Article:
Guenther’s youngest son, Erhard, became president of Pioneer Flour Mills in 1902 and undertook a major remodeling of the family home that made The Guenther House appear much as it does today. In addition to the restaurant, the former family homestead now includes a museum, originally the library, as well as The San Antonio River Mill Store and The Roof Garden.
Historical treasures on display at the museum include antique baking accessories, cookie cutters, mill memorabilia and a 1917 Pioneer Flour Mills pay ledger, while the store showcases cookware and Guenther’s Gourmet Baking Collection, also known as The San Antonio River Mill Brand that includes waffle, pancake, biscuit and gravy mixes as well as preserves, honey, sauces and Founder’s Choice coffee that’s served in the restaurant. The bright and airy Roof Garden on the upper floor of The Guenther House, once the site of dances, now hosts a variety of meetings and catered special events.
Donna Vaughan, who joined The Guenther House staff as a server six months after the restaurant opened in March 1988, manages multiple functions as director of hospitality, programs, corporate facilities and The Guenther House.
“I still enjoy listening to folks reminisce about the mill and the beautiful King William neighborhood where The Guenther House is located,” she says. “Now and then, guests will bring in pieces of china – Pioneer anniversary plates that were given to customers beginning in 1909. The last of those plates was distributed in 2001 as part of the year-long celebration of our company’s 150th anniversary.”
Each year more than 200,000 guests from around the world dine at The Guenther House amid its vintage décor that includes stained-glass window panels, ceramic tile flooring, solid-copper light fixtures and decorative touches like plaster bundles of corn and wheat that pay tribute to the miller’s trade. Among the notable guests Vaughan remembers are Irish actor Pierce Brosnan, actress Barbara Eden of “I Dream of Jeannie” TV sitcom fame and more recently stars of the San Antonio Spurs NBA basketball team.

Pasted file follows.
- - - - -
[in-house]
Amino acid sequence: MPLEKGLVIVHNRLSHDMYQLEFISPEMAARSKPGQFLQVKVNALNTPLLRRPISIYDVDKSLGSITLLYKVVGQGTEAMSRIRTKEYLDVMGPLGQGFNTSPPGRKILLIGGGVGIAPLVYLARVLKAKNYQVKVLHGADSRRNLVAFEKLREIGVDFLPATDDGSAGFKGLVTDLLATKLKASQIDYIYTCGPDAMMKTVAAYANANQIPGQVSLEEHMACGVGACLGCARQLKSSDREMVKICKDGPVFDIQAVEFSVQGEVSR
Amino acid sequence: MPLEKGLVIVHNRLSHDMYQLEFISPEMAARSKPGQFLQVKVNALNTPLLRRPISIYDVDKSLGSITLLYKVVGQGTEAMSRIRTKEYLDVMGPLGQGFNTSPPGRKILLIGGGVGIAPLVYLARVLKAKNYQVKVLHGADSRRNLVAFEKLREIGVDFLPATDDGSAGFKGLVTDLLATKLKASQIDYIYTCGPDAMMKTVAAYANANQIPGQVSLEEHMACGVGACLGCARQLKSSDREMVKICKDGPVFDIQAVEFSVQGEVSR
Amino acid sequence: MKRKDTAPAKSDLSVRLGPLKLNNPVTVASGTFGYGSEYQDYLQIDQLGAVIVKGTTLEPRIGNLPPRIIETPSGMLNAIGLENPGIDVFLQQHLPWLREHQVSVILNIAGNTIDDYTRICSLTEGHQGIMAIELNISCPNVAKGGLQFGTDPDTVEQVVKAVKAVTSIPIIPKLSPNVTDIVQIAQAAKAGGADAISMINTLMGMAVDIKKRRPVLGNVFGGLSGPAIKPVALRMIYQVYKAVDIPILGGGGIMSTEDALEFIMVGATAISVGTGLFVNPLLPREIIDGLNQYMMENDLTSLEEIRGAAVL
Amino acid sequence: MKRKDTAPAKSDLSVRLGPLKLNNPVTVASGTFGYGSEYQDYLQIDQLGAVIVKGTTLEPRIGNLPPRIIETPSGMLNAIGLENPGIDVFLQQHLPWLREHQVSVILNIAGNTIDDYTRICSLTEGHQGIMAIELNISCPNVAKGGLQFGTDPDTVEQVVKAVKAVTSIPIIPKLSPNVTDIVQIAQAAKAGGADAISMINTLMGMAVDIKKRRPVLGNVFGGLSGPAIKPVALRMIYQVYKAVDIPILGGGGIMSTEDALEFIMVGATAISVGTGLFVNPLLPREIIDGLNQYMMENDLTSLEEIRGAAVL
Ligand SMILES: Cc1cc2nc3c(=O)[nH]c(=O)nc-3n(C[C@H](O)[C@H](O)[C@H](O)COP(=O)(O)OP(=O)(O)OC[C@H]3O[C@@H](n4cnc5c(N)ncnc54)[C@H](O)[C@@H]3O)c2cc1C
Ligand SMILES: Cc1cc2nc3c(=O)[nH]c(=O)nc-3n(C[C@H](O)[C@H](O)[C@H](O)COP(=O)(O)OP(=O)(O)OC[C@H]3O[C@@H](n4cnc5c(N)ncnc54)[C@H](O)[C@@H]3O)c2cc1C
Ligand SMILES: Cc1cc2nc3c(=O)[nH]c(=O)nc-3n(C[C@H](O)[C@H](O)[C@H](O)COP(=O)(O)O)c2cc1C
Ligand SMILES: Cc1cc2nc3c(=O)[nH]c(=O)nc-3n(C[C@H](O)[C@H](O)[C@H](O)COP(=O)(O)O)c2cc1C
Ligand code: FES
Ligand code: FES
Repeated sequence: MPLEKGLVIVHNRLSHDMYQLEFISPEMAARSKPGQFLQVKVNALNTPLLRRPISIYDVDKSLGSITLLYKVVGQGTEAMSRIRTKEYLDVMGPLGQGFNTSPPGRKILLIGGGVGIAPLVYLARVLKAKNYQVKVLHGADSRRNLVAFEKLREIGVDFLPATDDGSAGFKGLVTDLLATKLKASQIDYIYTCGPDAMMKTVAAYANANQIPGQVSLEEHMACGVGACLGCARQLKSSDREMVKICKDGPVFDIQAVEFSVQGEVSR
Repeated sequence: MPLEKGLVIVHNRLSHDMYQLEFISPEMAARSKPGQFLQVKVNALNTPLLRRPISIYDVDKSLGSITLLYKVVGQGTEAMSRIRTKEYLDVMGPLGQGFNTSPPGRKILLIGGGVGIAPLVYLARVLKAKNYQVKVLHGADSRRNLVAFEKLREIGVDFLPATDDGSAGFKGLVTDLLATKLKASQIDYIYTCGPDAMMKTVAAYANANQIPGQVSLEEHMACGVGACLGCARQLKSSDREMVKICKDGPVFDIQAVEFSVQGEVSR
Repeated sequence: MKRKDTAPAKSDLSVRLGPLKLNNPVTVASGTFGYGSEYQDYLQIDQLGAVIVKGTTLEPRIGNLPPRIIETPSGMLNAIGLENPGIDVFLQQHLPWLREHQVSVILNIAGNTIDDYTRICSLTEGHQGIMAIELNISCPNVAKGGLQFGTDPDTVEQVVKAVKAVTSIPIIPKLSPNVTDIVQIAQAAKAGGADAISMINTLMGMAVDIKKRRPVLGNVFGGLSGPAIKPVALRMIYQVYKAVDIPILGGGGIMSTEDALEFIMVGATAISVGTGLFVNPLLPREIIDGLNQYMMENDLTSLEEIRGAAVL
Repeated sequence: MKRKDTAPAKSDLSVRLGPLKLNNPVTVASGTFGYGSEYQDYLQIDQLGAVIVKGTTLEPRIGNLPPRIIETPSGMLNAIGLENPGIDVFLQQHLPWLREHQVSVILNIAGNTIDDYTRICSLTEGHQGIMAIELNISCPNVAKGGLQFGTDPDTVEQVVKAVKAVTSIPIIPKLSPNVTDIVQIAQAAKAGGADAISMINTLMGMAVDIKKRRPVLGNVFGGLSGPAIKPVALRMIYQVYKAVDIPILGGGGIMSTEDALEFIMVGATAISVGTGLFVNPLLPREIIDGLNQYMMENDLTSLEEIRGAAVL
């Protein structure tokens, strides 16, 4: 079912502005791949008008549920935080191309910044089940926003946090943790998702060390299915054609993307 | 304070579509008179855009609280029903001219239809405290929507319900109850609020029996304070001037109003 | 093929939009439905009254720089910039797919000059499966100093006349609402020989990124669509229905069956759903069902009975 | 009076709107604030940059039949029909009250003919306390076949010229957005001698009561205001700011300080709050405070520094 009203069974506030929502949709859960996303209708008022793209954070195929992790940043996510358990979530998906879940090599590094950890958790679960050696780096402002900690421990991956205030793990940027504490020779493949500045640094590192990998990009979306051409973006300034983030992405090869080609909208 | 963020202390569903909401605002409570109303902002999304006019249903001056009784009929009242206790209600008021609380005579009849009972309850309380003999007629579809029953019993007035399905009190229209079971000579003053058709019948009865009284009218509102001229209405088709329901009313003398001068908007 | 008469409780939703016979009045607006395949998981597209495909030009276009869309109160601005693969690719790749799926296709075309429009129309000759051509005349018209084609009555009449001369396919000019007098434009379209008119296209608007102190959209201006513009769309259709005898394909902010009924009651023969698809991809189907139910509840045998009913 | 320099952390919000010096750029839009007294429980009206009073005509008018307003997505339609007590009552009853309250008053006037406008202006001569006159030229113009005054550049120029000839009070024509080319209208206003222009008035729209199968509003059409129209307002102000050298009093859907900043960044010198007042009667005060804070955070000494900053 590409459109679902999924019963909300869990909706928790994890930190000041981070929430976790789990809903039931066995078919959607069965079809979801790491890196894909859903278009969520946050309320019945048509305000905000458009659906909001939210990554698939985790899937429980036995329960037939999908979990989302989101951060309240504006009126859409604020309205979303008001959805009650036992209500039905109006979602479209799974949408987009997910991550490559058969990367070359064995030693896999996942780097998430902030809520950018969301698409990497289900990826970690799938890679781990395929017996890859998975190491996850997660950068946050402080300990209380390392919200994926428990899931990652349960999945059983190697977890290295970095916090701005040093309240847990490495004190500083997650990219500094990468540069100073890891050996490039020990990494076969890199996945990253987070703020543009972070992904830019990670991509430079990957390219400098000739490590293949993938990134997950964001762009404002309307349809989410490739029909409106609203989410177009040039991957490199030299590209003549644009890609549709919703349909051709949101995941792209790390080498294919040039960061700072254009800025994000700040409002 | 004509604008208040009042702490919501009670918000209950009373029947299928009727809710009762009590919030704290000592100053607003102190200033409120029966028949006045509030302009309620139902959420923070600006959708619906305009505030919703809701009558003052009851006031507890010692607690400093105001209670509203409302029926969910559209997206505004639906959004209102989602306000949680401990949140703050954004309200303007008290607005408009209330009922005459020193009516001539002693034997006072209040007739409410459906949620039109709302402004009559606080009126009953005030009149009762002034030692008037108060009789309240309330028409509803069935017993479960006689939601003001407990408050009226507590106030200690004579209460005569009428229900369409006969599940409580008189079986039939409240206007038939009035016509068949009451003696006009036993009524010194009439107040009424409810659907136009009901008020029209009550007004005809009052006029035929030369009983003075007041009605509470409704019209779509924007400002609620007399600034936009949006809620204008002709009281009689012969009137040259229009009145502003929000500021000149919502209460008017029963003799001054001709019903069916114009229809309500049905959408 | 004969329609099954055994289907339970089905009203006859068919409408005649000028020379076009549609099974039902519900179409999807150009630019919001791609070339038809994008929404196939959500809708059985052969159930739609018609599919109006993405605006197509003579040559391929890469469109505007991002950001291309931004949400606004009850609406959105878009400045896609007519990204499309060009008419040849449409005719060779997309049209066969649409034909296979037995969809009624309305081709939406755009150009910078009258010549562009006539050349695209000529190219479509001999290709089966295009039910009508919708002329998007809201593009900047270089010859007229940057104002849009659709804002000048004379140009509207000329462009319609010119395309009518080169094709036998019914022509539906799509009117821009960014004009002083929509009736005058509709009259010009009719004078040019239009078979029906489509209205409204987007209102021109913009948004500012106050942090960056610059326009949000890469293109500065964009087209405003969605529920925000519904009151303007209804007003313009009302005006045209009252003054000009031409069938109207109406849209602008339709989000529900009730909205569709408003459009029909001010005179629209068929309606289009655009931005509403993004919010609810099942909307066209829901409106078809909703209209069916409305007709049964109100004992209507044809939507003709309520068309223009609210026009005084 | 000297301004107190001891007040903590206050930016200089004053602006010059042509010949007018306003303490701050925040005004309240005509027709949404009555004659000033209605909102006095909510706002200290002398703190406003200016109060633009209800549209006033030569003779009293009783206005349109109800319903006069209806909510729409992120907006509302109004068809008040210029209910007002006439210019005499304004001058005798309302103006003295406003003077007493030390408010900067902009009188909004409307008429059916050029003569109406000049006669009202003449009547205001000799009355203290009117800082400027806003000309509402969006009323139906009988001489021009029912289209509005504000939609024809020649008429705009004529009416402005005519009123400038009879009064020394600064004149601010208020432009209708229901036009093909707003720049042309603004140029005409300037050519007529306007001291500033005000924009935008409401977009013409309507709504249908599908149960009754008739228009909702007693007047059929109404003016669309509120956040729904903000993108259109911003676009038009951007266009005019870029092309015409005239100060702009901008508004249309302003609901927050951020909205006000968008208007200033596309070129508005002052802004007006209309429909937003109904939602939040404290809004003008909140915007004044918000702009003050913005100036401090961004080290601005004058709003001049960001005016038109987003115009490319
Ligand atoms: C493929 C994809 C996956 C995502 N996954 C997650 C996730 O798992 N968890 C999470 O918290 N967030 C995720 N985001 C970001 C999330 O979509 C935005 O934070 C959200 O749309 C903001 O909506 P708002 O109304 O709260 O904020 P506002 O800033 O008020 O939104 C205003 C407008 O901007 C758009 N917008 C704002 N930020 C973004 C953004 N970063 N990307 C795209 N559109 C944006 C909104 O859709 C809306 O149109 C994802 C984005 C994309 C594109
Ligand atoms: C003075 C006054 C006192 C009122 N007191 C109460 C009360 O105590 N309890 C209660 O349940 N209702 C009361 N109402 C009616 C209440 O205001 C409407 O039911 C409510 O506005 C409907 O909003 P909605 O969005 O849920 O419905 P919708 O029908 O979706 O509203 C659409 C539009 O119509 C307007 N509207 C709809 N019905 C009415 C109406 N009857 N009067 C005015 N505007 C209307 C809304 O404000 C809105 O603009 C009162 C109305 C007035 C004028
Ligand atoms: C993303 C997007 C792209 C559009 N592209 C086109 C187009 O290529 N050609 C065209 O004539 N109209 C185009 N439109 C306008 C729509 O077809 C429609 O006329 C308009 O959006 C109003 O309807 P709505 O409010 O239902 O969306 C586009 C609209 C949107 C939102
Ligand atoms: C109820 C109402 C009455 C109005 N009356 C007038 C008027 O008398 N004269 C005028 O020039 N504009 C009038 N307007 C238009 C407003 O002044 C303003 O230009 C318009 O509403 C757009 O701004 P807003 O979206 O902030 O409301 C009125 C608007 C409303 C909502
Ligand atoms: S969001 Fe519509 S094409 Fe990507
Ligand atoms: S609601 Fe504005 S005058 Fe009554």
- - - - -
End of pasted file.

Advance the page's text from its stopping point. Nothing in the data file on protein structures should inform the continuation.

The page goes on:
Diners feast on Southern sweet cream waffles, Pioneer buttermilk biscuits and sausage country gravy, freshly-baked cinnamon rolls and White Wings champagne chicken enchiladas, to name just a few popular menu items. Vaughan, who’s also involved in developing new recipes using Pioneer and White Wings products, says light and fluffy cinnamon struesel coffee cake, with Pioneer Biscuit and Baking Mix as the key ingredient, is the most-requested recipe.
“The number one focus when developing new recipes is to offer easy-to-make, flavorful dishes,” she says. “We look to a simple prep process, avoiding too many ingredients that overcomplicate things but, at the same time, produce a final result that our consumers are happy with. We look to flavor trends as well as anything else that may be relevant to the usage of our products to provide consumers with versatility of use.”
Versatile Vaughan not only spends considerable time supervising operations at The Guenther House but also works in the C. H. Guenther & Son corporate headquarters adjacent to Brackenridge Park. The company – under family ownership until 2018 and now owned by Pritzker Private Capital – acquired the old ButterKrust bakery in 2005, remodeled it and occupied the new office space in 2012 to keep pace with rapid growth.
The company’s global growth that has occurred over more than a century is the product of determination and a pioneering spirit that led a talented young German millwright to Texas where he established one of the world’s largest and most successful milling companies, a veritable “flour power.”
Visit San Antonio
The Guenther House
205 E. Guenther St.
San Antonio, TX 78204
To Learn More About Pioneer
Read C. H. Guenther & Son at 150 Years: The Legacy of a Texas Milling Pioneer by Lewis F. Fisher, published in 2001 by Maverick Publishing Co. of San Antonio.